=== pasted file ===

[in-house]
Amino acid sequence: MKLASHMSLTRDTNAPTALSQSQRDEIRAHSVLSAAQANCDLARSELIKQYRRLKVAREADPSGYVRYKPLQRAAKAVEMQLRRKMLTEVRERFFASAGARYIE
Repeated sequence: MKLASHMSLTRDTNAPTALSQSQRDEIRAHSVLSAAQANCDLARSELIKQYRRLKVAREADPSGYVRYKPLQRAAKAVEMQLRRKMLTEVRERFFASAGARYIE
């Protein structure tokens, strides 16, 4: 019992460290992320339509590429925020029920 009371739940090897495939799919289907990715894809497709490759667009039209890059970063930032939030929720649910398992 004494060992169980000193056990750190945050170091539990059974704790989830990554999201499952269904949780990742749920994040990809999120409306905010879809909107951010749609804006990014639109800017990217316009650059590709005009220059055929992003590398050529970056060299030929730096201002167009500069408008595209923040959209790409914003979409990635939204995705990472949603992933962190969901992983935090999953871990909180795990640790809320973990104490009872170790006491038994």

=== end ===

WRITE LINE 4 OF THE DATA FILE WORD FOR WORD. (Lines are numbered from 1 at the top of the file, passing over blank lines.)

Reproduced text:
């Protein structure tokens, strides 16, 4: 019992460290992320339509590429925020029920 009371739940090897495939799919289907990715894809497709490759667009039209890059970063930032939030929720649910398992 004494060992169980000193056990750190945050170091539990059974704790989830990554999201499952269904949780990742749920994040990809999120409306905010879809909107951010749609804006990014639109800017990217316009650059590709005009220059055929992003590398050529970056060299030929730096201002167009500069408008595209923040959209790409914003979409990635939204995705990472949603992933962190969901992983935090999953871990909180795990640790809320973990104490009872170790006491038994």